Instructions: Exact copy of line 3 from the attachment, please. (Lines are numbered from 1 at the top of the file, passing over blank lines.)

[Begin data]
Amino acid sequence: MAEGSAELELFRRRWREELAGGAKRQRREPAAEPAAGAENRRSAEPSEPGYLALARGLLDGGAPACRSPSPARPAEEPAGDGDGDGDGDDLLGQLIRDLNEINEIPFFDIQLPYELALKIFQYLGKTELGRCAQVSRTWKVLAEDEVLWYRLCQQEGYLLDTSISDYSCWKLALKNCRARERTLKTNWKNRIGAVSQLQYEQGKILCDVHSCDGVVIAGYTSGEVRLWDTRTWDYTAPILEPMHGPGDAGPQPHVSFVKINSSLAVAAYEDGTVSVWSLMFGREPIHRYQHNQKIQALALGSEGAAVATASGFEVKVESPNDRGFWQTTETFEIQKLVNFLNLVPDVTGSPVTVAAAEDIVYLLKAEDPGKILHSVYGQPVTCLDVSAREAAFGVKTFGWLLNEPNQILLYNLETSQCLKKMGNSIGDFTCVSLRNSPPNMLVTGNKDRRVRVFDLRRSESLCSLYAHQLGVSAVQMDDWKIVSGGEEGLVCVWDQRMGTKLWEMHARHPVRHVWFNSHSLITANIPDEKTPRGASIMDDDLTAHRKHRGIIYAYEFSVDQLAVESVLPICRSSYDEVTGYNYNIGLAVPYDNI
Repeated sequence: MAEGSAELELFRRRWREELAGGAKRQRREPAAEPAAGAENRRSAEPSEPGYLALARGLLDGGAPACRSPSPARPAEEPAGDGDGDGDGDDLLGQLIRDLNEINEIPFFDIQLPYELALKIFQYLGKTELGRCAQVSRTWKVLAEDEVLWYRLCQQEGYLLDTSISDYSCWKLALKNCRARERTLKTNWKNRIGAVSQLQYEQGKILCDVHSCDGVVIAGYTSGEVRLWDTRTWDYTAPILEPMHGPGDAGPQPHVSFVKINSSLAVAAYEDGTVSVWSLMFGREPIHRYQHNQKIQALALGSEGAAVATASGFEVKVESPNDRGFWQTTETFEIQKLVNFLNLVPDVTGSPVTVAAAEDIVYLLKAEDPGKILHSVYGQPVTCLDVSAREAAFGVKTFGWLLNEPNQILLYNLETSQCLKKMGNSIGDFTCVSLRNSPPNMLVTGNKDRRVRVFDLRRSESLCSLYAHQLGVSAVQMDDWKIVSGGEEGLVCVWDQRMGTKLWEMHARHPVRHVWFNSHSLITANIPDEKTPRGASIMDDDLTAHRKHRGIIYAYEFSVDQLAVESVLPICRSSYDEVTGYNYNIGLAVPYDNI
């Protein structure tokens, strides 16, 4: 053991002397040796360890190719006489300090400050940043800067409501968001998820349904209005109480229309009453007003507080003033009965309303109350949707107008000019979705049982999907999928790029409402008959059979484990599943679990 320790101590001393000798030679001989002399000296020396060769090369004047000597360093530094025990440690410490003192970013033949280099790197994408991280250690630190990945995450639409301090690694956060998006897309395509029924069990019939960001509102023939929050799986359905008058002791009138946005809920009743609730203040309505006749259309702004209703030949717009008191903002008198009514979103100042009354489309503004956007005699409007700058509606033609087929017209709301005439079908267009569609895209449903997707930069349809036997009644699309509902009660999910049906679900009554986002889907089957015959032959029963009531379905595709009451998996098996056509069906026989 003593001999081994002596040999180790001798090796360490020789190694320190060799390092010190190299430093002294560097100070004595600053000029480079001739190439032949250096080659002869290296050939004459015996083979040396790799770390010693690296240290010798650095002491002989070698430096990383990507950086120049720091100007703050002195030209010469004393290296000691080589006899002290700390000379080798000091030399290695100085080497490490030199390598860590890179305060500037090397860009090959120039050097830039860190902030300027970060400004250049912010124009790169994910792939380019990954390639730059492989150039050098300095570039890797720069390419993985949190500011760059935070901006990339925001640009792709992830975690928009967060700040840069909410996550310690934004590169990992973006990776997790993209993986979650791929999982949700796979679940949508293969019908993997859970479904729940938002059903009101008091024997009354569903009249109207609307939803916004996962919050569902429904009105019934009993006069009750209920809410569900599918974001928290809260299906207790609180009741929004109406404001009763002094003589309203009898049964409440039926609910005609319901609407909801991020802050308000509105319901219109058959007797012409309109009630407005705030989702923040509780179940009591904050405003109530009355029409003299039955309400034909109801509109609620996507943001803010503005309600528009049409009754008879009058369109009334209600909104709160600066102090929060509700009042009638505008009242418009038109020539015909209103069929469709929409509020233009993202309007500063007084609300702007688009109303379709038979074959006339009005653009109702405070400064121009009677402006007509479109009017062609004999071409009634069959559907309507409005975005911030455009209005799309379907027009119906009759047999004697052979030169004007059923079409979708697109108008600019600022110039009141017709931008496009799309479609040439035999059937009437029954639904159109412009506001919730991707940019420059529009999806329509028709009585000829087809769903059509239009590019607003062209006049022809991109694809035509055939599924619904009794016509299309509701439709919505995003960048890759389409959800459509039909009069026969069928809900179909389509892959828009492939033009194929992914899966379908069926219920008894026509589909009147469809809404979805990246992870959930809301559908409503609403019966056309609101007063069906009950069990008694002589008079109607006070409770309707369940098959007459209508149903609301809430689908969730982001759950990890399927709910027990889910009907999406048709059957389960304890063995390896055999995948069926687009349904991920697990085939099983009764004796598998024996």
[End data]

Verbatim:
């Protein structure tokens, strides 16, 4: 053991002397040796360890190719006489300090400050940043800067409501968001998820349904209005109480229309009453007003507080003033009965309303109350949707107008000019979705049982999907999928790029409402008959059979484990599943679990 320790101590001393000798030679001989002399000296020396060769090369004047000597360093530094025990440690410490003192970013033949280099790197994408991280250690630190990945995450639409301090690694956060998006897309395509029924069990019939960001509102023939929050799986359905008058002791009138946005809920009743609730203040309505006749259309702004209703030949717009008191903002008198009514979103100042009354489309503004956007005699409007700058509606033609087929017209709301005439079908267009569609895209449903997707930069349809036997009644699309509902009660999910049906679900009554986002889907089957015959032959029963009531379905595709009451998996098996056509069906026989 003593001999081994002596040999180790001798090796360490020789190694320190060799390092010190190299430093002294560097100070004595600053000029480079001739190439032949250096080659002869290296050939004459015996083979040396790799770390010693690296240290010798650095002491002989070698430096990383990507950086120049720091100007703050002195030209010469004393290296000691080589006899002290700390000379080798000091030399290695100085080497490490030199390598860590890179305060500037090397860009090959120039050097830039860190902030300027970060400004250049912010124009790169994910792939380019990954390639730059492989150039050098300095570039890797720069390419993985949190500011760059935070901006990339925001640009792709992830975690928009967060700040840069909410996550310690934004590169990992973006990776997790993209993986979650791929999982949700796979679940949508293969019908993997859970479904729940938002059903009101008091024997009354569903009249109207609307939803916004996962919050569902429904009105019934009993006069009750209920809410569900599918974001928290809260299906207790609180009741929004109406404001009763002094003589309203009898049964409440039926609910005609319901609407909801991020802050308000509105319901219109058959007797012409309109009630407005705030989702923040509780179940009591904050405003109530009355029409003299039955309400034909109801509109609620996507943001803010503005309600528009049409009754008879009058369109009334209600909104709160600066102090929060509700009042009638505008009242418009038109020539015909209103069929469709929409509020233009993202309007500063007084609300702007688009109303379709038979074959006339009005653009109702405070400064121009009677402006007509479109009017062609004999071409009634069959559907309507409005975005911030455009209005799309379907027009119906009759047999004697052979030169004007059923079409979708697109108008600019600022110039009141017709931008496009799309479609040439035999059937009437029954639904159109412009506001919730991707940019420059529009999806329509028709009585000829087809769903059509239009590019607003062209006049022809991109694809035509055939599924619904009794016509299309509701439709919505995003960048890759389409959800459509039909009069026969069928809900179909389509892959828009492939033009194929992914899966379908069926219920008894026509589909009147469809809404979805990246992870959930809301559908409503609403019966056309609101007063069906009950069990008694002589008079109607006070409770309707369940098959007459209508149903609301809430689908969730982001759950990890399927709910027990889910009907999406048709059957389960304890063995390896055999995948069926687009349904991920697990085939099983009764004796598998024996």